Will staff cuts help Novo stay competitive?
- Danish drugmaker Novo Nordisk will cut 1,000 jobs over the next two months, trimming mainly R&D and headquarters staff in an effort to lower operating costs, the company said in a statement Thursday.
- Novo cited "a challenging competitive market in 2017" for its drugs, particularly in the U.S. market where pressure from payers has increased. While Novo has said it expects broad market access for its all-important diabetes drugs in the U.S. next year, net prices are anticipated to be "moderately lower."
- The cutbacks come as Novo is preparing to overhaul its leadership. Longtime CEO Lars Rebien Sorensen will step down at the end of the year and current head of Corporate Development Lars Fruergaard Jorgensen will take over as the new chief. A number of other exces have also changed roles.
Novo's decision will reduce its 42,300-strong workforce by about 2.4%, a move which Sorensen described as "difficult" but necessary to reach "a sustainable balance between income and costs."
Net sales increased by 5% (in Danish kroner) over the first six months of 2016, but Novo has narrowed its guidance for expected sales and operating profit growth in 2016, acknowledging a recent contract loss in the U.S. for its fast-acting insulin NovoLog.
At that time, Sorensen described the U.S. diabetes market as "increasingly challenging", and said that "contract negotiations for 2017 have reflected an intensified price competition."
U.S. payers' decisions on their formulary lists for 2017 have signaled a tightening market, intensifying competition between Novo, Sanofi and Eli Lilly. CVS Health and United Health will both remove Sanofi's Lantus in favor of Eli Lilly's follow-on biologic version Basaglar.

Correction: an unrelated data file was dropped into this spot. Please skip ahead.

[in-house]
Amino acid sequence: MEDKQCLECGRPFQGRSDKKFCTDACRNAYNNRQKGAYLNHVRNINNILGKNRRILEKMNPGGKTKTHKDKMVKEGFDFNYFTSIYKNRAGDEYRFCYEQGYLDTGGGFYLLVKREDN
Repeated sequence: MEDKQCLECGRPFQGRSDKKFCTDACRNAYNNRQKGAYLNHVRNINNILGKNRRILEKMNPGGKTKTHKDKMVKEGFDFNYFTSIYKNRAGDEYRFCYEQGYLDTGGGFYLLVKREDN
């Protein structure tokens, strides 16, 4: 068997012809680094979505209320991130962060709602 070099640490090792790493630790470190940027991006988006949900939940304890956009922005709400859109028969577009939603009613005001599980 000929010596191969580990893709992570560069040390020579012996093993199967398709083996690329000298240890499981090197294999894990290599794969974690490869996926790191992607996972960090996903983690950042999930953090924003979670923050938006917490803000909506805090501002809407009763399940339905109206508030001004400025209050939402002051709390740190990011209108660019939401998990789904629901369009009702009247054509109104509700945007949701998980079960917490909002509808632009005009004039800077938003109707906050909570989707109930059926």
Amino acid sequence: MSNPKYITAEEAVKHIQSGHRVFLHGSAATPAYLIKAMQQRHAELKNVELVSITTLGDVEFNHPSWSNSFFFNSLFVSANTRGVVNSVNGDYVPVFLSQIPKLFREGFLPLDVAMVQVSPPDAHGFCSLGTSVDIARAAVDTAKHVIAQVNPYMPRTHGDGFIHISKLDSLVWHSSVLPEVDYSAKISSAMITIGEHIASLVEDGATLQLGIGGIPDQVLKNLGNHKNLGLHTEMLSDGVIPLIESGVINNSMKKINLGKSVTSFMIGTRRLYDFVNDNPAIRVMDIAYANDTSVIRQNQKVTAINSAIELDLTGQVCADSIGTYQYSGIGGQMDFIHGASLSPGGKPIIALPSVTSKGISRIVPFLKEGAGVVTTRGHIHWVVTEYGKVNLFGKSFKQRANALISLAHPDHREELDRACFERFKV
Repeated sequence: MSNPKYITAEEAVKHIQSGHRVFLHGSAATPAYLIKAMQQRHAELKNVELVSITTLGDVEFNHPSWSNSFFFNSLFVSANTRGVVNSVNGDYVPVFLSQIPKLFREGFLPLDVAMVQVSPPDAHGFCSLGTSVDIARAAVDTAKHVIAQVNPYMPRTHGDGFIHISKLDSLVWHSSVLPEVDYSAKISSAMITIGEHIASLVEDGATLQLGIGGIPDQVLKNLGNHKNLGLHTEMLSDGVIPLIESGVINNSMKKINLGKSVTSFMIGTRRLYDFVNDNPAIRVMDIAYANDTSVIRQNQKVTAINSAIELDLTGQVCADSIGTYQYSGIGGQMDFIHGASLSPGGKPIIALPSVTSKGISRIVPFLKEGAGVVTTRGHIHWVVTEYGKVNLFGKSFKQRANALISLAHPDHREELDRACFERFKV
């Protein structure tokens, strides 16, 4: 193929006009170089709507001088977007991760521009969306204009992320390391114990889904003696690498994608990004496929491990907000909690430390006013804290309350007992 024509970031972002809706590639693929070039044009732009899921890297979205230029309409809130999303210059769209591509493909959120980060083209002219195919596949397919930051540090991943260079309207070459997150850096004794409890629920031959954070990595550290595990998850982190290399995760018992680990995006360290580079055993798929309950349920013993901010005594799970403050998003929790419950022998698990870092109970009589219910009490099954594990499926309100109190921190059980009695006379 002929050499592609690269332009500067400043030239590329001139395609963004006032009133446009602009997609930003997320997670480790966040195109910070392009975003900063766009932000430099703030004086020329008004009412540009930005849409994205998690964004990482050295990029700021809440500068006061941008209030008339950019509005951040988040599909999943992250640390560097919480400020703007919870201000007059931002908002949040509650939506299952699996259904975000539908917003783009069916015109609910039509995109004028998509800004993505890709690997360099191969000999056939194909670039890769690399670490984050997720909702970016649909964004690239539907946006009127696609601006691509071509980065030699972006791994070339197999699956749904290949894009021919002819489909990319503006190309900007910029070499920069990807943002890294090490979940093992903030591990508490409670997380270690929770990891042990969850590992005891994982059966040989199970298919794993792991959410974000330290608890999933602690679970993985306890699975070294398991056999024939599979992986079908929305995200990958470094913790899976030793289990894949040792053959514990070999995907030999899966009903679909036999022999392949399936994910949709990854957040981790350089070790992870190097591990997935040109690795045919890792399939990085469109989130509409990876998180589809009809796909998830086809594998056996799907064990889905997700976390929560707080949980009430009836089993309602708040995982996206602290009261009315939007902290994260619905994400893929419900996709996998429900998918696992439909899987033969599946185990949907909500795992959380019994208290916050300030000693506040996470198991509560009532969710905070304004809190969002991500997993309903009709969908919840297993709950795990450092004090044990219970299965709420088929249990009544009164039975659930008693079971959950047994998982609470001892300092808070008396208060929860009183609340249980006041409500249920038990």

Express Scripts, the other big pharmacy benefit manager in the U.S., plans to exclude Novolin and Novolog from its preferred drug list next year, and has long since excluded Novo's blockbuster GLP-1 antagonist Victoza, opening up the market leader to threat from competition.
The jobs cuts announced Thursday will affect R&D units, headquarter staff functions and positions in the global commercial organization, the company said. About 500 of the 1,000 employees affected are located in Denmark, although a company spokesperson confirmed that some U.S. employees will also be impacted.
Novo has high hopes for its new-generation insulin Tresiba, which was launched in the U.S. in January 2016 and has secured a 2.9% share of the total number of prescriptions in the basal insulin market there.
It is anticipating filing for U.S. and EU approval of its once-weekly semaglutide in the next 3-6 months and a combo product combining Tresiba with Victoza for treatment of type 2 diabetes could win approval in the U.S. by December.
Still, incoming CEO Jorgensen will face a tough challenge to drum up new growth in the U.S. Sanofi is also hoping for approval of its own combo insulin and Eli Lilly's launch of Basaglar could have knock-on effects for Novo, not just Sanofi.
Novo Nordisk stock fell by a little over 3% in early trading on the New York Stock Exchange Thursday.
- Novo Nordisk Statement
- BioPharma Dive Novo Nordisk sees pricing challenges 'intensifying'
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